Shakuya, the plucky protagonist of Two Flowers for the Dragon, is the future leader of the Dragon Clan. Before she can assume her new role, Shakuya must choose between two suitors: the straight-laced Kuwan and the mysterious, impulsive Lucien. Despite the prominent romantic storyline, Shakuya is no shrinking violet: she’s tough and resourceful, capable of transforming into a dragon when angry, upset, or threatened. Nari Kusikawa’s tale is funny and fast-paced with enough romance and butt-kicking adventure to suit many different tastes. A great book for the ten-and-up crowd.

ESTHER KELLER’S PICKS
translucent Womens History Month: Spotlight on mangaMaximum Ride (James Patterson and NaRae Lee, Yen Press)
Max is strong and brave. She takes care and she’s destined to save the world!

Translucent
(Kasuhiro Okamoto, Dark Horse)
Shizuka is a very quiet character, but to fight and withstand any sort of disease, even invisibility takes a lot of inner strength.

Train + Train
(Hideyuki Kurata, Go!Comi)
I thought Robin said this best when she nominated the title for Great Graphic Novels way back when: "This title has a strong female character who, for once, is neither buxom nor scantily clad."

Miki Falls (Mark Crilley, Harper Collins)
I guess technically this could have gone on the Western list, but I think of this as a manga. People do lots of crazy things for love, but Miki withstands a lot for the guy she loves. And she keeps true to herself at the same time.

Emma
(Kaoru Mori, CMX)
I always admired Emma for sticking it out in a romance which was mostly doomed from the start. In her own quiet way, I thougth she was a strong and admirable character.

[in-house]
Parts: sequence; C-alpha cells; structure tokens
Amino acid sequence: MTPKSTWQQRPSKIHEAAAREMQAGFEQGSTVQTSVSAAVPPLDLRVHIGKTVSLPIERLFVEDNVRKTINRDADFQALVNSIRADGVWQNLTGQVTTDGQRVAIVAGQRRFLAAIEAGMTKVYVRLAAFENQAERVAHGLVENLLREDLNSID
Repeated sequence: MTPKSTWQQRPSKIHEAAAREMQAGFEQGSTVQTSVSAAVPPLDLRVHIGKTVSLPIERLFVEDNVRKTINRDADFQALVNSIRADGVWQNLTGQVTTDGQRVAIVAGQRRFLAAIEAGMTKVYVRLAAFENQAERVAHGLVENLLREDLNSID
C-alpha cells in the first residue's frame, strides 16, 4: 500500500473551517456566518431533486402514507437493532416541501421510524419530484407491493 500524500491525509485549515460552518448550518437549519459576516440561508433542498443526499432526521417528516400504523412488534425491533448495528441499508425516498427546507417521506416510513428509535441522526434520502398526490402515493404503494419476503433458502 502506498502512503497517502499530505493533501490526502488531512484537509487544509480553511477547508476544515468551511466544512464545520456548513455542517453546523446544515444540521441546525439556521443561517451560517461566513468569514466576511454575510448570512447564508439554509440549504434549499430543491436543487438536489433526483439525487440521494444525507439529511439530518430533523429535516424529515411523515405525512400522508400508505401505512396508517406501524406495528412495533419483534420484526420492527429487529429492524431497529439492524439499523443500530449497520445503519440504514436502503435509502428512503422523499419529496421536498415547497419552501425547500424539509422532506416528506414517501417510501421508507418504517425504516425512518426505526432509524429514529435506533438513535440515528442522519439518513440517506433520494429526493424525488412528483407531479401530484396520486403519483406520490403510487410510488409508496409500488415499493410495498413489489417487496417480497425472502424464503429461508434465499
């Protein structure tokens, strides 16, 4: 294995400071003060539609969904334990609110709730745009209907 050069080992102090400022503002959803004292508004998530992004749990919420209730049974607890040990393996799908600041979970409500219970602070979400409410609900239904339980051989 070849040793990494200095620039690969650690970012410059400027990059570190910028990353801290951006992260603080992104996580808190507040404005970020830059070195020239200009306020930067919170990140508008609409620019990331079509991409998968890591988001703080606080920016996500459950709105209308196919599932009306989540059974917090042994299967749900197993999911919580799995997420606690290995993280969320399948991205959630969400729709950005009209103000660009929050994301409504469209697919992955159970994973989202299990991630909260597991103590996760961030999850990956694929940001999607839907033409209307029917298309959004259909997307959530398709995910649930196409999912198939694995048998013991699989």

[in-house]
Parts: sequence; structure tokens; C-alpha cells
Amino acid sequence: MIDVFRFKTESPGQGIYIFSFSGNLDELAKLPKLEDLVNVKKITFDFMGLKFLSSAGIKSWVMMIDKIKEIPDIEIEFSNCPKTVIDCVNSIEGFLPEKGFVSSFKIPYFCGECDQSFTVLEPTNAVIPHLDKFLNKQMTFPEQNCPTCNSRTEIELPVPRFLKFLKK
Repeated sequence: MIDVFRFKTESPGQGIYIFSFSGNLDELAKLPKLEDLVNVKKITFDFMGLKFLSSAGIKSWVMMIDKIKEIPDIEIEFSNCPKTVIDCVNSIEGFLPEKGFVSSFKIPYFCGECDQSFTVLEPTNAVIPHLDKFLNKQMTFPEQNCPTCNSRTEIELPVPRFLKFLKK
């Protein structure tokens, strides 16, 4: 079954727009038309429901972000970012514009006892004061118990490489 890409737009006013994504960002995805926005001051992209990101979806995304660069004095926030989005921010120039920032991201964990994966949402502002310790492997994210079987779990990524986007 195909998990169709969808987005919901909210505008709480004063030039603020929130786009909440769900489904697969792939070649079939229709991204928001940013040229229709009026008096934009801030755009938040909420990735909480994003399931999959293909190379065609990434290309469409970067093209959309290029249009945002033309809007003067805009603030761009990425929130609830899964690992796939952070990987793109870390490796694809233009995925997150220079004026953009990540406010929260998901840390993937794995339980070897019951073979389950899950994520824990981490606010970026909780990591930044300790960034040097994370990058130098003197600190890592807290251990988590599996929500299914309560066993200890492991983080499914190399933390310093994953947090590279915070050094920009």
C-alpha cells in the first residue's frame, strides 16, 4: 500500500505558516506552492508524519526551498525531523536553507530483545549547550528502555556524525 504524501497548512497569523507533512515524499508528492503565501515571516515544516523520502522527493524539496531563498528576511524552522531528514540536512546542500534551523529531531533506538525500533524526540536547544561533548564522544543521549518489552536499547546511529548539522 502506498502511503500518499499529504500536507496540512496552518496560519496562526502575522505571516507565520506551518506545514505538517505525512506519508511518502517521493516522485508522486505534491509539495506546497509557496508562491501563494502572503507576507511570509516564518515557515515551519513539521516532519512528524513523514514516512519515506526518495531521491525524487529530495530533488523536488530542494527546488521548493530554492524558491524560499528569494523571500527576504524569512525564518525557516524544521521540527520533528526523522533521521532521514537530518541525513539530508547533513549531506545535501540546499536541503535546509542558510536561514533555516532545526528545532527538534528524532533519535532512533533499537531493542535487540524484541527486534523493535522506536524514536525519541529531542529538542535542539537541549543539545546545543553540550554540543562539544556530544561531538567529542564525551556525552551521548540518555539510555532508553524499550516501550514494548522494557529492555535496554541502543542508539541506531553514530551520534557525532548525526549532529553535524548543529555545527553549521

SABRINA FRITZ’S LIST
basara Womens History Month: Spotlight on mangaBasara (Yumi Tamura, VIZ)
Sarasa’s been through it all. Her twin brother was killed during an attack on her village, and she assumed his name, Tatara, to save the world from the evil Red King. On her journey, she falls in love with a young man named Shuri, but little does she know what a huge secret he has! It’s one adventure after another for Sarasa, and the ever expanding cast of characters still cannot outshine her in all her perseverance and determination.

Naruto
(Masashi Kishimoto, VIZ)
When people think of Naruto, they think of obnoxious little blond boys in garish orange jumpsuits. They often don’t remember such vivid female characters like Sakura, who grows into a strong fighter and medic ninja, Tsunade, the eventual leader of the Leaf Village, Ino, Anko, Kurenai, and many more. For every male ninja in Naruto, there’s at least one female counterpart who’s just as strong and talented.

Bleach
(Tite Kubo, VIZ)